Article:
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Wednesday, April 14, 1999
Joe D. Whitley

Political spin should not compromise the census

Rulings by the United States Supreme Court are, by their very nature, complex. In many instances, news accounts tell only part of the story due to space limitations in the print media and time constraints on television and radio news programs. In addition, after a decision is rendered, the "spin" from interested parties contributes to misinformation about what an opinion really says.

Unfortunately, all of these factors converged in the media coverage of the recent Supreme Court decision regarding the 2000 Census. Immediately after the ruling, the Clinton administration and congressional Democrats issued press releases stating that the decision, while requiring a traditional head count enumeration to allocate congressional seats amongst the states, actually required the use of statistical polling for all other purposes, including congressional redistricting. Major newspapers like The Washington Post and The New York Times printed this assertion as if it were an accurate and incontrovertible common reading of the case. Now it is a common misconception.

The truth is, Associate Justice Sandra Day O'Connor, in her opinion for the court, banned statistically manipulated numbers for use in redistricting congressional seats. The Supreme Court's opinion affirmed the lower court's decision that the plaintiffs were entitled to relief from all of the harms of which they complained, including "intrastate redistricting," that is the drawing of districts inside a state. The court's decision is simple and clear -- a second set of statistically manipulated numbers the Clinton administration plans to produce cannot be legally used for redistricting congressional seats.

The Clinton spin doctors said that the court's holding that "the Census Act prohibits the proposed uses [emphasis added] of statistical sampling in calculating the population for purposes [emphasis added] of apportionment" is limited to the singular purpose of allocating congressional seats amongst the states. Aside from plain English, this ignores nearly 30 years of precedents in which the court has continuously used the term "apportionment" to include redistricting, as well as the allocation of seats, amongst the states. Clearly, the court was using the term "appointment" in its inclusive plural sense.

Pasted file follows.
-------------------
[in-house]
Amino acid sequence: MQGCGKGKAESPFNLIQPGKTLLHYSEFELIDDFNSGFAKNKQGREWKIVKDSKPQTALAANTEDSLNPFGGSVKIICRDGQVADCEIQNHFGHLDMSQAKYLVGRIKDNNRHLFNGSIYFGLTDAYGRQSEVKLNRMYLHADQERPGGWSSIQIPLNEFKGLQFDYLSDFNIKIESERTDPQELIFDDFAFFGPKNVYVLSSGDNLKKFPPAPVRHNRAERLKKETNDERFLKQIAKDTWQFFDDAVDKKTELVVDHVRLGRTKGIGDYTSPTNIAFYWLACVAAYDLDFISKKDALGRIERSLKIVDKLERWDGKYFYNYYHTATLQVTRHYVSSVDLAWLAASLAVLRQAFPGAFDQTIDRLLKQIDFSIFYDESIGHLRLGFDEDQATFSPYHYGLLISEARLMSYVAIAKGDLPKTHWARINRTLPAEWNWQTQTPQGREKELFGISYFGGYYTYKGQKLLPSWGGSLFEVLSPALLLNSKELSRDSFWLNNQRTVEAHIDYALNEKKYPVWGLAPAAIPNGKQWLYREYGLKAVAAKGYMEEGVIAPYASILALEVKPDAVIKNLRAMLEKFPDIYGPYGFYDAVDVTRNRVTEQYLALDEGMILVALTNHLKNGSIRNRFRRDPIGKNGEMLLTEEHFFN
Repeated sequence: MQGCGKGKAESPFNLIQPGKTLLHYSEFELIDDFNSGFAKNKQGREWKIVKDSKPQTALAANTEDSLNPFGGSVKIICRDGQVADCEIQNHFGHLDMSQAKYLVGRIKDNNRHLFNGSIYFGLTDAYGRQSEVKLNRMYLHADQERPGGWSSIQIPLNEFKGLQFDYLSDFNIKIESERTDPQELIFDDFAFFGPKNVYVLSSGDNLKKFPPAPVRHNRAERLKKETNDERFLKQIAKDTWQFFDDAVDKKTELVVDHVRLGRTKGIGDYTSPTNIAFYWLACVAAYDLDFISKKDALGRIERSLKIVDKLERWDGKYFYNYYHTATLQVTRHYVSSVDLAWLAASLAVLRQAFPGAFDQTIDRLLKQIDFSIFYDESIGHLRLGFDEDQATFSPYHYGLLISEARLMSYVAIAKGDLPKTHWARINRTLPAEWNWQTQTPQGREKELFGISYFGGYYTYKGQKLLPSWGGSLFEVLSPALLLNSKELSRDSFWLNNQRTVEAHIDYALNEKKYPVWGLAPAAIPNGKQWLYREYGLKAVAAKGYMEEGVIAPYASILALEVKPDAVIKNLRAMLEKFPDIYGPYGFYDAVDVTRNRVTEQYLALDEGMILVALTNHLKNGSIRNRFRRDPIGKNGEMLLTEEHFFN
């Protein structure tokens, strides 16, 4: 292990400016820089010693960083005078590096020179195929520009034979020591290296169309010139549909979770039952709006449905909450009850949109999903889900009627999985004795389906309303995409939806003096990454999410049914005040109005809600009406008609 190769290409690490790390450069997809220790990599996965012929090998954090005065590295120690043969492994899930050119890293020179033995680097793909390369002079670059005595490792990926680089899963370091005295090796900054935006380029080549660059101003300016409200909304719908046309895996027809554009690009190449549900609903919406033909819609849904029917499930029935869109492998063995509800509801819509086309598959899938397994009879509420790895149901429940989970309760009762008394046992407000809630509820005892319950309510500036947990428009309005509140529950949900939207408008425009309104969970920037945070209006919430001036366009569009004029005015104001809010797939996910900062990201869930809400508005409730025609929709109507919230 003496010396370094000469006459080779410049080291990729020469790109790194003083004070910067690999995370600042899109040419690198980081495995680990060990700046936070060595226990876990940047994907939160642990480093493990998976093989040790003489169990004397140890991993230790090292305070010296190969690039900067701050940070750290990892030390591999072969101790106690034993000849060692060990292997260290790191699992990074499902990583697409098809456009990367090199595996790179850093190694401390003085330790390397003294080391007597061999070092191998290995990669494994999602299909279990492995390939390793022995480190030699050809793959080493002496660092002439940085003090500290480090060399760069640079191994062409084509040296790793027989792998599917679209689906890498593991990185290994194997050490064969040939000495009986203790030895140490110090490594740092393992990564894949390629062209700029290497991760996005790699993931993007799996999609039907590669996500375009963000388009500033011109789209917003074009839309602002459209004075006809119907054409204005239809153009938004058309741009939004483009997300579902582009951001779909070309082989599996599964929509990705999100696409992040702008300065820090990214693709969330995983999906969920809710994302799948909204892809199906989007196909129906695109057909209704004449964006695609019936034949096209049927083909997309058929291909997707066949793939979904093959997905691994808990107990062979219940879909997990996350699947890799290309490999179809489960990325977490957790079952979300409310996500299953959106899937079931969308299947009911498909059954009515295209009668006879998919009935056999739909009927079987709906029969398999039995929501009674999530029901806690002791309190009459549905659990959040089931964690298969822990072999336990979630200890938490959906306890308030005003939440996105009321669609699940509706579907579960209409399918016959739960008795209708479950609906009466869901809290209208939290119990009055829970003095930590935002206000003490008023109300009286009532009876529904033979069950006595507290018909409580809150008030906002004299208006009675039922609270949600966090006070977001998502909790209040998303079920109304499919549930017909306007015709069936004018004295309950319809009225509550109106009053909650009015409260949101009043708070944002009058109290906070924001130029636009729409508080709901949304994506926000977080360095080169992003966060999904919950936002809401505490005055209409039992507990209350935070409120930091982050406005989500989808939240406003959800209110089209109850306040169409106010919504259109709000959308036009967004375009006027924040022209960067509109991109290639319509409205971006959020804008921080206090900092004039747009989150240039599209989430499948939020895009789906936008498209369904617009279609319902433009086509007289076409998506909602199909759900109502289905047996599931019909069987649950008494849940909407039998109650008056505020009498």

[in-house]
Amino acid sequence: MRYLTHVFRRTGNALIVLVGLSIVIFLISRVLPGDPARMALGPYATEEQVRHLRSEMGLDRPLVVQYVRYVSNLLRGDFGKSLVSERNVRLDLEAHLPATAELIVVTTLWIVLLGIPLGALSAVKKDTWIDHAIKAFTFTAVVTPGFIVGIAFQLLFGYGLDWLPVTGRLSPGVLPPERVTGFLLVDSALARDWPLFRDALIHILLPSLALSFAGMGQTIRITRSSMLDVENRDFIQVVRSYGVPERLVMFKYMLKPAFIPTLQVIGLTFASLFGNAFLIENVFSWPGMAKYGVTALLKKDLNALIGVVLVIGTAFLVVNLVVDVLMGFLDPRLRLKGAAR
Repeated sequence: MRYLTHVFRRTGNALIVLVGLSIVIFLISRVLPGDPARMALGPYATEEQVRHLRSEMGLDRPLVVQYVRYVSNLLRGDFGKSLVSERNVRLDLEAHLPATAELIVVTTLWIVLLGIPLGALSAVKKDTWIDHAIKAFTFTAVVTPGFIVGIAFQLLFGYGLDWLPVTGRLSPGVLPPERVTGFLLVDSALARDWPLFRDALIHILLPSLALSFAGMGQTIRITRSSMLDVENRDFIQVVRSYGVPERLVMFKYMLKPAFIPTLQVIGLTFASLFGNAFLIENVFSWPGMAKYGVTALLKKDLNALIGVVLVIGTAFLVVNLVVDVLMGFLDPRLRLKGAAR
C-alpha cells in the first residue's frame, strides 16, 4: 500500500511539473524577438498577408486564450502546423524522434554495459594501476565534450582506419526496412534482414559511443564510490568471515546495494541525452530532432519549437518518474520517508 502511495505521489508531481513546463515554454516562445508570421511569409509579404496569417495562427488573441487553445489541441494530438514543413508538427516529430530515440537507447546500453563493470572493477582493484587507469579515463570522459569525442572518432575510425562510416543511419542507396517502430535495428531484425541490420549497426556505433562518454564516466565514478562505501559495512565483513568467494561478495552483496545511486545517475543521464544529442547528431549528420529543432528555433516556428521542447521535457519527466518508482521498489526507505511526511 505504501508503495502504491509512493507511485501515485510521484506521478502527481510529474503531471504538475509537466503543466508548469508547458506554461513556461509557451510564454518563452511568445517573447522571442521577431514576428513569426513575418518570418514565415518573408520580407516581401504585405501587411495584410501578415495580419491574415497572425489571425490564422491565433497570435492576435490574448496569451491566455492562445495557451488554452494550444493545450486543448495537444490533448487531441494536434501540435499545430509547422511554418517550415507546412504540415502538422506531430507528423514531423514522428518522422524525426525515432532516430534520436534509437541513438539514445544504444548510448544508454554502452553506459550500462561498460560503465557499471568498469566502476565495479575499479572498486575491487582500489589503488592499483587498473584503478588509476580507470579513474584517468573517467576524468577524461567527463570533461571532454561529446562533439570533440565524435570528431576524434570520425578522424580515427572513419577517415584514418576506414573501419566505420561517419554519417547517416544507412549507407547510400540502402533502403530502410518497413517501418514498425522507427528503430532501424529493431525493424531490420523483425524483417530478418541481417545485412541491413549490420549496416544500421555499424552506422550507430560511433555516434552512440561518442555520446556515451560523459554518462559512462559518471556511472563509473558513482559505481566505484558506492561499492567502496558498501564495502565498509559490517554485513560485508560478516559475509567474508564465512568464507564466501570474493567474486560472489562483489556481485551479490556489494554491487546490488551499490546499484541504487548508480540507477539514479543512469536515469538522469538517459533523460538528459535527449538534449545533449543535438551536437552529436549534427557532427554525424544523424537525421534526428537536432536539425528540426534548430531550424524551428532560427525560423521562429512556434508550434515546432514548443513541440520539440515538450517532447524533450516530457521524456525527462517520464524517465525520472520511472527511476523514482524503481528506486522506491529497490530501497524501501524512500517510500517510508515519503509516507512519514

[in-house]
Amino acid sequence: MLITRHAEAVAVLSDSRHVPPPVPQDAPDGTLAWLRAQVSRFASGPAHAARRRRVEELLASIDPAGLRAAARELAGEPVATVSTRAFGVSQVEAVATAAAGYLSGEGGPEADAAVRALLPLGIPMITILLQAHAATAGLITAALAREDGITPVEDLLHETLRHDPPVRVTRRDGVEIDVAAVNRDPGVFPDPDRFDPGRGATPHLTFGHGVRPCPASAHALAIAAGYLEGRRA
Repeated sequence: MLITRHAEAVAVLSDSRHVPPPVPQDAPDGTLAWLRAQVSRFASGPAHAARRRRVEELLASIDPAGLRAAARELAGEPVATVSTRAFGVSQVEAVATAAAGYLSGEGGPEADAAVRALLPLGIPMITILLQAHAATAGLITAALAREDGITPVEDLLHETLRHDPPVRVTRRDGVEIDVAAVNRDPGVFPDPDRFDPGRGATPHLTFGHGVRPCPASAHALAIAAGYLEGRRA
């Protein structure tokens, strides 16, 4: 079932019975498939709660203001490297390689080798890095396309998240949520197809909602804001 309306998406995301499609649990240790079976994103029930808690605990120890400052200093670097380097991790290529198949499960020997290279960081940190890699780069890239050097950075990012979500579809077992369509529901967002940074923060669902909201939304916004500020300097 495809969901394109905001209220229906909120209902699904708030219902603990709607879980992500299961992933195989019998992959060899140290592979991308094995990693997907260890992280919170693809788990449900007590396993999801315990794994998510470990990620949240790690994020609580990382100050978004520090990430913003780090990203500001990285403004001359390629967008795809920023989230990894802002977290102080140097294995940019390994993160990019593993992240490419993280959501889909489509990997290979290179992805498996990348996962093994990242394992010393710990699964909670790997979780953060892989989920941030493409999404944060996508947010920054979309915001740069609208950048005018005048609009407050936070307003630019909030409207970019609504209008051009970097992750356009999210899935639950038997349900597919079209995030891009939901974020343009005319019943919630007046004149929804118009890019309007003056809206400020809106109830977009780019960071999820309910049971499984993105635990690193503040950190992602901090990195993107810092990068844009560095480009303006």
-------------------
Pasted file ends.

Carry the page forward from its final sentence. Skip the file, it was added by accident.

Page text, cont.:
The administration bases its entire argument that the opinion is limited to reallocation of seats between the states on one line of the opinion taken out of context. O'Connor stated in her opinion that a 1976 amendment to the Census Act changed an earlier provision to one that "permitted the use of sampling for purposes other than apportionment into one that required that sampling be used if 'feasible.'" This is a very thin reed for the administration to cling to when the language of the entire opinion indicates this sentence has a very different meaning.

In the next paragraph of her opinion, O'Connor lists those non-apportionment purposes when she states: "Although originally established for the sole purpose of apportioning representatives the decennial census has grown considerably over the past 200 years. It now serves as a linchpin of the federal statistical system by collecting data on the characteristics of individuals, households and housing units throughout the country."

While O'Connor specifically lists "intrastate redistricting" as a harm from which plaintiffs are entitled to relief she does not list intrastate redistricting as a use for which sampling is required. Furthermore, O'Connor noted that if the amendment had the effect suggested by the Clinton administration, the Congress would certainly have mentioned in debate "a change [that] would profoundly affect Congress by likely shifting the number of seats apportioned to some states and altering the district lines in many others [emphasis added]."

"It tests the limits of reason to suggest that despite such silence, members of Congress voting for those amendments intended to enact what would arguably be the single most significant change in the census since its inception." O'Connor writes. The Clinton administration, through the Census Bureau, has now decided to "test the limits of reason" and, in effect, defy O'Connor and the Supreme Court.

The law and the Supreme Court's opinion require that a traditional enumerated census be conducted. Political spin and gamesmanship should not compromise the conduct of the census.

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